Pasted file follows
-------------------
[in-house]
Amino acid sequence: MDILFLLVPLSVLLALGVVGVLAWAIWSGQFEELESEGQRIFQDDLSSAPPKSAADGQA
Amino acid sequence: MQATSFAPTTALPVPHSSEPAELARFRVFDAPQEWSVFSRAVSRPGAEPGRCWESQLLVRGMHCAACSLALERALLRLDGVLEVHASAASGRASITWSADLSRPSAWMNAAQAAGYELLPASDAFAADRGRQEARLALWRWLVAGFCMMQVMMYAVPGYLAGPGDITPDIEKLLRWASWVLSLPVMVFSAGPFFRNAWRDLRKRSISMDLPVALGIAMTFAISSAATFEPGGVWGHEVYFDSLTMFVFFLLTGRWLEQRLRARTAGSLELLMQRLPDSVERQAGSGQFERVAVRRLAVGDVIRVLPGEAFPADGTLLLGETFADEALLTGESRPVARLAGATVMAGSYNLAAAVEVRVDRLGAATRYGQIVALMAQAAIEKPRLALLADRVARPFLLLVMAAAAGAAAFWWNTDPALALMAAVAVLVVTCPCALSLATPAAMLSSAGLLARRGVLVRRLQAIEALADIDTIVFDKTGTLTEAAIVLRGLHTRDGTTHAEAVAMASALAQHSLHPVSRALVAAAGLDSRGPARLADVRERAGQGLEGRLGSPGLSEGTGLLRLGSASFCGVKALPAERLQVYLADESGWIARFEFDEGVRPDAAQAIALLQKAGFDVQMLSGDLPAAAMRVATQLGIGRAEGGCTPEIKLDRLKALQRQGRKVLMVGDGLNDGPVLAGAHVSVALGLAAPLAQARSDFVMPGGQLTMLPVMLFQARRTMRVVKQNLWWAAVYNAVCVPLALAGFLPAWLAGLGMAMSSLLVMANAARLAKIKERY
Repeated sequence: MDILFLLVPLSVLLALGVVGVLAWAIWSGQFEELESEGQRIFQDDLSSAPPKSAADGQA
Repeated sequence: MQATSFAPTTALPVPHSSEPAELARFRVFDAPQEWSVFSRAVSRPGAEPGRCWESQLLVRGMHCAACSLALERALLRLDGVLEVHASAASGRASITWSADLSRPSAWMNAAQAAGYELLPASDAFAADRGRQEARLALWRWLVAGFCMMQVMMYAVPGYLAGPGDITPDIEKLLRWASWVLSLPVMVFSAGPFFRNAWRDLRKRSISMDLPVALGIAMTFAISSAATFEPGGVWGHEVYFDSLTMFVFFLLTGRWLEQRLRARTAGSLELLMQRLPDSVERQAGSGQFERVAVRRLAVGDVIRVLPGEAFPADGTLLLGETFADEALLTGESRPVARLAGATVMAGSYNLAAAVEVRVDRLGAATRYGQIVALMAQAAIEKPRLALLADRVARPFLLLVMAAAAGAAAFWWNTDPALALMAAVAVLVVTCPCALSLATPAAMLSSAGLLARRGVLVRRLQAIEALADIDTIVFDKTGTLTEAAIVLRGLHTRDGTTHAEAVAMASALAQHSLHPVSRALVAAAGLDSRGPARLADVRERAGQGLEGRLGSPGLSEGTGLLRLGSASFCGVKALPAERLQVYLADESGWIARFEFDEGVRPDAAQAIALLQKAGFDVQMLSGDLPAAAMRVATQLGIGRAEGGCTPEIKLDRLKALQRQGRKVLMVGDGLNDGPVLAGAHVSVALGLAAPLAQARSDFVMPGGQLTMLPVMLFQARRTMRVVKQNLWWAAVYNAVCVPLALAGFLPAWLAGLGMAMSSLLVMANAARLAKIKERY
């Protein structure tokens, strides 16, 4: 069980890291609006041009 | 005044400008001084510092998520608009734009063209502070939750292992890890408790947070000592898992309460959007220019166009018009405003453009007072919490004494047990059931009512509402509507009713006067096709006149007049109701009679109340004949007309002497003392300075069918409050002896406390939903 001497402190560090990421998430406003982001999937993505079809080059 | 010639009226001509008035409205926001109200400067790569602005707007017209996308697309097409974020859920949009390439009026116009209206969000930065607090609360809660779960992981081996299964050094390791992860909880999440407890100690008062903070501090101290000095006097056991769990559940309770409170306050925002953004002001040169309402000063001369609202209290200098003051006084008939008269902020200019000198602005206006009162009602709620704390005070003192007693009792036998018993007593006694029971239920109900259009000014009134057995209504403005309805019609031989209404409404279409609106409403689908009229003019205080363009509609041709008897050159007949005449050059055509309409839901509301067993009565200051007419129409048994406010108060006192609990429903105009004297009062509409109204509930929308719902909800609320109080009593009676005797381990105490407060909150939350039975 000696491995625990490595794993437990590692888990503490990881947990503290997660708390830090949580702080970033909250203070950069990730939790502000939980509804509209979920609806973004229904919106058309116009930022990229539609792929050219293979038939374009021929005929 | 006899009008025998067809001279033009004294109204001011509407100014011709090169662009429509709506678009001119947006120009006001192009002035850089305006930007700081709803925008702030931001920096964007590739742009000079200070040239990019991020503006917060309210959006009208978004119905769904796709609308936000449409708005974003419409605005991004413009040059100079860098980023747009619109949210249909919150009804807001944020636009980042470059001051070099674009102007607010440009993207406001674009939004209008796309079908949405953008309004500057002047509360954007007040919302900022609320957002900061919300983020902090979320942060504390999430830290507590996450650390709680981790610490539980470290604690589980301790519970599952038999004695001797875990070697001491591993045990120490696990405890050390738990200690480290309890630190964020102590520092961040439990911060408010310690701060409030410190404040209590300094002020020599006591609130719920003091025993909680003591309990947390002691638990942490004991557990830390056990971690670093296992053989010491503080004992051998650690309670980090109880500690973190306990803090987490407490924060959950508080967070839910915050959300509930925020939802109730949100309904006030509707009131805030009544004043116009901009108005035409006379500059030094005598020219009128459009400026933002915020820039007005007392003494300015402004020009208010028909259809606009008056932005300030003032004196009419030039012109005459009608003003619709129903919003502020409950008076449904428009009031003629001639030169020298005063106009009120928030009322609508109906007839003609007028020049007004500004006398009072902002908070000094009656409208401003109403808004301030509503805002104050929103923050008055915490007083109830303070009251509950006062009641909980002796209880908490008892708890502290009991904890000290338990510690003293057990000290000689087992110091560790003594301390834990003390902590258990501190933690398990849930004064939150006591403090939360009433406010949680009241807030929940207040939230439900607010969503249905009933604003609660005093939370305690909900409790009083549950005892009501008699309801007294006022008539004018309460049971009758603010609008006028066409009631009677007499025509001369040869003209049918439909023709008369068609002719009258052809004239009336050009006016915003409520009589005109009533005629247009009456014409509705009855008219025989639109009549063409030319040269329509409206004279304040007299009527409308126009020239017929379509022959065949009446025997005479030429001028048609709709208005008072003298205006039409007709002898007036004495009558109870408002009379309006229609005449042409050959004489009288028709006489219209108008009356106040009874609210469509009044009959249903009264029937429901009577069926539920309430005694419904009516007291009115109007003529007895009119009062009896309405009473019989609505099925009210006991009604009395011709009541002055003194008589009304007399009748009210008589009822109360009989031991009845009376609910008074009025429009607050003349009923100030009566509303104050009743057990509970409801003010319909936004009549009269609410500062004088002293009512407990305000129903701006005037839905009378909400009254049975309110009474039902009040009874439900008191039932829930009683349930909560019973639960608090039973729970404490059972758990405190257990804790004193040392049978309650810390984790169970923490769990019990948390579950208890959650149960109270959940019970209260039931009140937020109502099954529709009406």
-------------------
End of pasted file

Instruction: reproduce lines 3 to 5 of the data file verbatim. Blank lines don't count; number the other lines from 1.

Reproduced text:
Amino acid sequence: MQATSFAPTTALPVPHSSEPAELARFRVFDAPQEWSVFSRAVSRPGAEPGRCWESQLLVRGMHCAACSLALERALLRLDGVLEVHASAASGRASITWSADLSRPSAWMNAAQAAGYELLPASDAFAADRGRQEARLALWRWLVAGFCMMQVMMYAVPGYLAGPGDITPDIEKLLRWASWVLSLPVMVFSAGPFFRNAWRDLRKRSISMDLPVALGIAMTFAISSAATFEPGGVWGHEVYFDSLTMFVFFLLTGRWLEQRLRARTAGSLELLMQRLPDSVERQAGSGQFERVAVRRLAVGDVIRVLPGEAFPADGTLLLGETFADEALLTGESRPVARLAGATVMAGSYNLAAAVEVRVDRLGAATRYGQIVALMAQAAIEKPRLALLADRVARPFLLLVMAAAAGAAAFWWNTDPALALMAAVAVLVVTCPCALSLATPAAMLSSAGLLARRGVLVRRLQAIEALADIDTIVFDKTGTLTEAAIVLRGLHTRDGTTHAEAVAMASALAQHSLHPVSRALVAAAGLDSRGPARLADVRERAGQGLEGRLGSPGLSEGTGLLRLGSASFCGVKALPAERLQVYLADESGWIARFEFDEGVRPDAAQAIALLQKAGFDVQMLSGDLPAAAMRVATQLGIGRAEGGCTPEIKLDRLKALQRQGRKVLMVGDGLNDGPVLAGAHVSVALGLAAPLAQARSDFVMPGGQLTMLPVMLFQARRTMRVVKQNLWWAAVYNAVCVPLALAGFLPAWLAGLGMAMSSLLVMANAARLAKIKERY
Repeated sequence: MDILFLLVPLSVLLALGVVGVLAWAIWSGQFEELESEGQRIFQDDLSSAPPKSAADGQA
Repeated sequence: MQATSFAPTTALPVPHSSEPAELARFRVFDAPQEWSVFSRAVSRPGAEPGRCWESQLLVRGMHCAACSLALERALLRLDGVLEVHASAASGRASITWSADLSRPSAWMNAAQAAGYELLPASDAFAADRGRQEARLALWRWLVAGFCMMQVMMYAVPGYLAGPGDITPDIEKLLRWASWVLSLPVMVFSAGPFFRNAWRDLRKRSISMDLPVALGIAMTFAISSAATFEPGGVWGHEVYFDSLTMFVFFLLTGRWLEQRLRARTAGSLELLMQRLPDSVERQAGSGQFERVAVRRLAVGDVIRVLPGEAFPADGTLLLGETFADEALLTGESRPVARLAGATVMAGSYNLAAAVEVRVDRLGAATRYGQIVALMAQAAIEKPRLALLADRVARPFLLLVMAAAAGAAAFWWNTDPALALMAAVAVLVVTCPCALSLATPAAMLSSAGLLARRGVLVRRLQAIEALADIDTIVFDKTGTLTEAAIVLRGLHTRDGTTHAEAVAMASALAQHSLHPVSRALVAAAGLDSRGPARLADVRERAGQGLEGRLGSPGLSEGTGLLRLGSASFCGVKALPAERLQVYLADESGWIARFEFDEGVRPDAAQAIALLQKAGFDVQMLSGDLPAAAMRVATQLGIGRAEGGCTPEIKLDRLKALQRQGRKVLMVGDGLNDGPVLAGAHVSVALGLAAPLAQARSDFVMPGGQLTMLPVMLFQARRTMRVVKQNLWWAAVYNAVCVPLALAGFLPAWLAGLGMAMSSLLVMANAARLAKIKERY